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Tips to Unlocking the City
Navigating The Streets
Shanghai is divided into east and west sides by the Huangpu River. The metro area is huge, but the city center is a relatively small district in Puxi (west of the river). On the east side lies the district that has undergone massive urbanization in the past decade, with a housing boom, the construction of towering office buildings, and even plans to open a Shanghai Disneyland in 2015—Pudong (east of the river). The city is loosely laid out on a grid, and most neighborhoods are easily explored on foot. Massive construction makes pavements uneven and the air dusty, but if you can put up with this, walking is the best way to really get a feel for the city and its people. Taxis are readily available and good for traveling longer distances, and the subway network covers almost all of downtown.
Major east–west roads are named for Chinese cities and divide the city into dong (east), zhong (middle), and xi (west) sections. North–south roads divide the city into bei (north) and xi (west) segments. The heart of the city is found on its chief east–west streets—Nanjing Lu, Huaihai Lu, and Yan'an Lu.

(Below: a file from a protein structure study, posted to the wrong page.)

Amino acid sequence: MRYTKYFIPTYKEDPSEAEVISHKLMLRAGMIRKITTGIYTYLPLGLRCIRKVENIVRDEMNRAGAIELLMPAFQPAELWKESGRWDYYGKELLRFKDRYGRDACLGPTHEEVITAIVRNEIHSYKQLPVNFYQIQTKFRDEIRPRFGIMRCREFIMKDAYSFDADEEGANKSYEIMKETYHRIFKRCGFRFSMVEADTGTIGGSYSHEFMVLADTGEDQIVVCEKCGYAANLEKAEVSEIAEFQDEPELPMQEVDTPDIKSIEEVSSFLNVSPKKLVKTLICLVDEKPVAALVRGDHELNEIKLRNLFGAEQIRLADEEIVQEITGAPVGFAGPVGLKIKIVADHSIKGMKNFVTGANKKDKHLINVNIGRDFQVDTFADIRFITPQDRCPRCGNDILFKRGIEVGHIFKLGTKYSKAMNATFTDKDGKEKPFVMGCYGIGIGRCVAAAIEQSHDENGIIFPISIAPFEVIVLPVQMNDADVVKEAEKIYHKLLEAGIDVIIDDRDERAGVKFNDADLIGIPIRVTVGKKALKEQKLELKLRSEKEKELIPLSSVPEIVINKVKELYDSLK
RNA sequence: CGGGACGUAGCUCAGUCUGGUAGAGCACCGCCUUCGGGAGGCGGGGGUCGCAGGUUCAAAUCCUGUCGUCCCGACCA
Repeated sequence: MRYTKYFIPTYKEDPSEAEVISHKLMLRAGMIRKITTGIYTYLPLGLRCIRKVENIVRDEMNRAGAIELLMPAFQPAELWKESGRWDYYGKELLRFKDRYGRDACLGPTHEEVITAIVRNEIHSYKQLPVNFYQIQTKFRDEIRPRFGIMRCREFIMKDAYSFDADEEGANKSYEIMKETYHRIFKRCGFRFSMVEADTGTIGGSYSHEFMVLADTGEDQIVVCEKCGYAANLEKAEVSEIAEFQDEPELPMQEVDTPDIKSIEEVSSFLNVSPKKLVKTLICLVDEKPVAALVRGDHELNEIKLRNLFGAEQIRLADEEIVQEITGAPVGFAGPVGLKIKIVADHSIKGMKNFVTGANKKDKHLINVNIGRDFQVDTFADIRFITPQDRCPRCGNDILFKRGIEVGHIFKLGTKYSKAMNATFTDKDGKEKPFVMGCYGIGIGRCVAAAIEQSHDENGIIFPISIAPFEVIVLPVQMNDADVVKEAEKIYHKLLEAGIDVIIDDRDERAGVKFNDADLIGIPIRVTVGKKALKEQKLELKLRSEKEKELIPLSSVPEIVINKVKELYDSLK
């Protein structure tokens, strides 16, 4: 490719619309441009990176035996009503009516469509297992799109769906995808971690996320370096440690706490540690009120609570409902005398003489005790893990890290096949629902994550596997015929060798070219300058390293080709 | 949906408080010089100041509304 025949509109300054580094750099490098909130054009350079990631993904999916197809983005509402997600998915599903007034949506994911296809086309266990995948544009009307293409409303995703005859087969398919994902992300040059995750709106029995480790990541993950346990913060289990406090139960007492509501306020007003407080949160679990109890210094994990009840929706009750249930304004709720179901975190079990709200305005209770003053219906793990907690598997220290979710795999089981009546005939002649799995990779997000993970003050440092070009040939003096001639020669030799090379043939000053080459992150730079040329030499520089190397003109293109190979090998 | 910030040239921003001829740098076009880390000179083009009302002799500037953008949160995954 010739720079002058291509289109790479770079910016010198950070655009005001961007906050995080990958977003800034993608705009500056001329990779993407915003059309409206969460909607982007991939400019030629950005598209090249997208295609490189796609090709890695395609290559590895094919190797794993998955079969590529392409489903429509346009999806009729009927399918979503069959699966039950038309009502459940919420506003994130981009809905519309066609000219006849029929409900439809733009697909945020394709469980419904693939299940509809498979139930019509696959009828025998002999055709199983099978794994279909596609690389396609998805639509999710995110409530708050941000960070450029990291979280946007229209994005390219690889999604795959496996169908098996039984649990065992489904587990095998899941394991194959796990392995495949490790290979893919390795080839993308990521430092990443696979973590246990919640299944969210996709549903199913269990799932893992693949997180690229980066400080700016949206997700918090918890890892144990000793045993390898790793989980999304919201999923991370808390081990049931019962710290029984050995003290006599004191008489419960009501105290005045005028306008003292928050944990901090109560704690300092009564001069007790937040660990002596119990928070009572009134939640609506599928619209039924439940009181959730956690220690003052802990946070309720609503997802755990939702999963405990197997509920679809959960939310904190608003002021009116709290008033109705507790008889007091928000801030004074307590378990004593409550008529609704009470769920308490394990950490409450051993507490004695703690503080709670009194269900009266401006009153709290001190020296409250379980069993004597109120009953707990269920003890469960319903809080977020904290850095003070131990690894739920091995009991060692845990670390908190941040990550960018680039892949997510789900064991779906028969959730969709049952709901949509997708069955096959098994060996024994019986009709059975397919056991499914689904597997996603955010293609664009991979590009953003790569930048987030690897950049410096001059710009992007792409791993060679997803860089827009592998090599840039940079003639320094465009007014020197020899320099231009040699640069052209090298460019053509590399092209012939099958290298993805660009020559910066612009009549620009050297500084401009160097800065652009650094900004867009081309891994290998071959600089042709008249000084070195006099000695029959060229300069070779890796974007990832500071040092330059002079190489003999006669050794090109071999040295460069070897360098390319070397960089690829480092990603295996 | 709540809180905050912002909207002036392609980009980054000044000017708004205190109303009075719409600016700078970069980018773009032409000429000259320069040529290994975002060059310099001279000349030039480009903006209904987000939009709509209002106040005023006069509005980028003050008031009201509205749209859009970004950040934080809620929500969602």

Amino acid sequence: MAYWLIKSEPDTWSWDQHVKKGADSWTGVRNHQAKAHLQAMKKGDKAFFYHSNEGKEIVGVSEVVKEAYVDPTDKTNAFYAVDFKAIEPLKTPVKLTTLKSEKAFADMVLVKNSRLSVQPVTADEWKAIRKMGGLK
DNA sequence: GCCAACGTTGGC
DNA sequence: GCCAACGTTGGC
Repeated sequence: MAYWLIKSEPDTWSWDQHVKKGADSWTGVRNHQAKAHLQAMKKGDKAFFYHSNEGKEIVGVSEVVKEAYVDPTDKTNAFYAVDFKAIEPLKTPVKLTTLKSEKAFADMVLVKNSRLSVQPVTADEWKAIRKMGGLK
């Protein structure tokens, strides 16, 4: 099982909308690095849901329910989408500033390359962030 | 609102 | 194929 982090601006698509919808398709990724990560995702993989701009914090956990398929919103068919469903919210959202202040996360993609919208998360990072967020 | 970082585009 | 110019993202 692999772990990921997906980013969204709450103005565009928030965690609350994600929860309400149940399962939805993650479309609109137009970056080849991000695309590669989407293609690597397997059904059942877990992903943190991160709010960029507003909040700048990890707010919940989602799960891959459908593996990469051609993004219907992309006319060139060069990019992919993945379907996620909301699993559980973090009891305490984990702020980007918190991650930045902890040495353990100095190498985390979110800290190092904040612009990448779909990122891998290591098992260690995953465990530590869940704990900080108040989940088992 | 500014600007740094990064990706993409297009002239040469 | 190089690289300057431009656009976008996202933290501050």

Street signs in Shanghai are written in Chinese characters and in English, not in pinyin, the transliteration of Chinese. However, when asking for directions or speaking to taxi drivers, pinyin will guide your pronunciation; for this reason we have written all our street names as Nanjing Xi Lu or Shiji Dadao, not West Nanjing Road or Century Avenue. Note that our maps are still in English to help you better acquaint yourself.
Below are some terms you'll see on maps and street signs and in the names of most places you'll go:
Dong is east, xi is west, nan is south, bei is north, and zhong means middle. Jie and lu mean street and road, respectively, da dao means avenue, da means big, and xiao means small.
Qiao, or bridge, is part of the place name at just about every entrance and exit on the ring roads.
Men, meaning door or gate, indicates a street that passed through an entrance in the fortification wall that surrounded the city hundreds of years ago. The entrances to parks and some other places are also referred to as men. For example, Xizhimen literally means Western Straight Gate.
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